EARTHblog » Nadia Steinzor
April 12, 2011
As the spring temperatures climbed, they streamed into the park and kept on coming. Hundreds of people from across New York State gathered in Albany for a Fracking Day of Action to collectively ask policymakers to do what it takes to safeguard vital water resources, public health, and the environment from dirty gas drilling.
Many of us also became Water Rangers as part of the launch of a public awareness and media campaign supported by the Clean Water Not Dirty Drilling network. The campaign invites New Yorkers to become part of the growing team of citizens taking action to protect our water and communities from dirty drilling.
Endorsed by over 40 national, state, and grassroots organizations, the Day of Action reflected a growing movement of citizens concerned about the damaging impacts of a rush to drill in other states. We collectively showed determination to ensure that communities and the environment are protected before industrial gas development occurs (and even consider that it not occur at all).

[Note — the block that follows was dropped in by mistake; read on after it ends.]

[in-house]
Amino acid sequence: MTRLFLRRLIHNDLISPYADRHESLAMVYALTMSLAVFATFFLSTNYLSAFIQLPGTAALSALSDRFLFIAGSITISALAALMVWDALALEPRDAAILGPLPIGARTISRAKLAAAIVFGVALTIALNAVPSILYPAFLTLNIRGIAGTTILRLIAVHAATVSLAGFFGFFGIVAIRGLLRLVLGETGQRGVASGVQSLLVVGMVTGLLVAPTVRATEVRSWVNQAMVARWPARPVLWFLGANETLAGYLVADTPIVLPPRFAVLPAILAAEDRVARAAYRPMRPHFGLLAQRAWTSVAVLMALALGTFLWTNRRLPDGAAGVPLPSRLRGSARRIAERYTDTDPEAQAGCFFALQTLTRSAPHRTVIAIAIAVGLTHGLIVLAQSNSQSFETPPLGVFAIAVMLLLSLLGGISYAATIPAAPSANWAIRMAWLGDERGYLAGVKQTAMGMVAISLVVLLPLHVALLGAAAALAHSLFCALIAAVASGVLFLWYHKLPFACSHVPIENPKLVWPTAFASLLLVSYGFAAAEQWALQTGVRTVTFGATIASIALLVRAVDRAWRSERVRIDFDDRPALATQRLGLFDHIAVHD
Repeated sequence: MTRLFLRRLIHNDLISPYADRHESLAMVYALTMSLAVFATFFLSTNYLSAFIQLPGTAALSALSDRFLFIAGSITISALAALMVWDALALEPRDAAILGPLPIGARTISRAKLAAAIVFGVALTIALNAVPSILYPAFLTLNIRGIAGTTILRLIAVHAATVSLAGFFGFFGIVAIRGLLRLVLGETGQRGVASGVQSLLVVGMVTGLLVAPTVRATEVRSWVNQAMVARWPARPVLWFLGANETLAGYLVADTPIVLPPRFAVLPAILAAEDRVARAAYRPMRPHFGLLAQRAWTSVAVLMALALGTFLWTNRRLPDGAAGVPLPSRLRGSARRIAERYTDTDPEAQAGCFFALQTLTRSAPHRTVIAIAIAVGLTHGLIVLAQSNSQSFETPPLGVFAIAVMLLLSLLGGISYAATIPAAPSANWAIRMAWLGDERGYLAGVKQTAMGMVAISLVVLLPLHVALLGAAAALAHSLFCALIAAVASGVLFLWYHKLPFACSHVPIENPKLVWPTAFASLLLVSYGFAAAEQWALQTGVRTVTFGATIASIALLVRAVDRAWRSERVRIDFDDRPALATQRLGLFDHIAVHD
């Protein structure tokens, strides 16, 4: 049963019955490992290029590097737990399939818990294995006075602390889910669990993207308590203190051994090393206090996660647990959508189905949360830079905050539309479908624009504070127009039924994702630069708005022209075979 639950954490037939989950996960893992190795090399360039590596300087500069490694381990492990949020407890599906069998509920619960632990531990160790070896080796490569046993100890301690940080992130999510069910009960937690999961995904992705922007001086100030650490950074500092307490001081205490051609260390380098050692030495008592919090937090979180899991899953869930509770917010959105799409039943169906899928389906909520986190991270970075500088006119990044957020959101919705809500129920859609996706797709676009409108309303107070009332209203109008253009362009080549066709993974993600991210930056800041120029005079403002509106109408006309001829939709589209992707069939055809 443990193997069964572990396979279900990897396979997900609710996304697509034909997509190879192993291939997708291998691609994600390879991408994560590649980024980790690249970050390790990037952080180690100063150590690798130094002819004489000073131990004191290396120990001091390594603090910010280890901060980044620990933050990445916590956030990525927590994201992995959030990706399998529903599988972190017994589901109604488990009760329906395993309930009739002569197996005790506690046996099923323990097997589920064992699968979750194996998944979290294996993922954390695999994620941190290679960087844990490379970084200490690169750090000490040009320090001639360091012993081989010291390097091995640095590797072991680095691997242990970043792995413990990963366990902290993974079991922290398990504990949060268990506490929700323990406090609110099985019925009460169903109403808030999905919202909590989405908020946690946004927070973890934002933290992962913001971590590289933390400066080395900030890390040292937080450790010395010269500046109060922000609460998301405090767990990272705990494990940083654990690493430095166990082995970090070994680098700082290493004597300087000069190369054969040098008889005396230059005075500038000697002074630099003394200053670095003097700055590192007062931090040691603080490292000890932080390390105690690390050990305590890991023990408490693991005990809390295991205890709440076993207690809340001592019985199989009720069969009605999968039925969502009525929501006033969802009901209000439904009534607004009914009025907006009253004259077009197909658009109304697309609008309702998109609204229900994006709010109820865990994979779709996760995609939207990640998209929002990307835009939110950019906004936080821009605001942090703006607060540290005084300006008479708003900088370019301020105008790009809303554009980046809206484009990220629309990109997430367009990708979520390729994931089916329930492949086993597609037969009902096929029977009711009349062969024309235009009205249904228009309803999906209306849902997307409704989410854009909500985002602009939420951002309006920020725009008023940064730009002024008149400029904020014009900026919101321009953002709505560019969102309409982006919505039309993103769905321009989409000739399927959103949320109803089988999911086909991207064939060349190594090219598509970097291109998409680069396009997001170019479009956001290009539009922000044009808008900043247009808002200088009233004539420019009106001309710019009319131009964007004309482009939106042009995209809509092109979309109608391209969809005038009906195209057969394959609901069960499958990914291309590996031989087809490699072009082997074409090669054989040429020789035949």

April 1, 2011
That Pennsylvania s DEP stands for Department of Everything Permitted as opposed to Environmental Protection has long been a joke among gas drilling activists. But now the agency itself has brought the image a step closer to being reality.
According to a new directive, DEP inspectors must now secure pre-approval from the Secretary before being able to issue gas company violations or taking related actions. Leaked from the agency to the media, the memos are short and informal. But they pack a punch straight into the gut of efforts to protect public health and the environment from the mad rush to drill in the Marcellus Shale.
On a practical level and in combination with continued budget cuts to the agency the action spells additional paperwork, delays, and backlog. More broadly, it takes influence over enforcement away from trained civil servants working in the field and puts even more in the hands of the Secretary, a political appointee chosen by avowedly pro-drilling (and gas industry bankrolled) Governor Tom Corbett.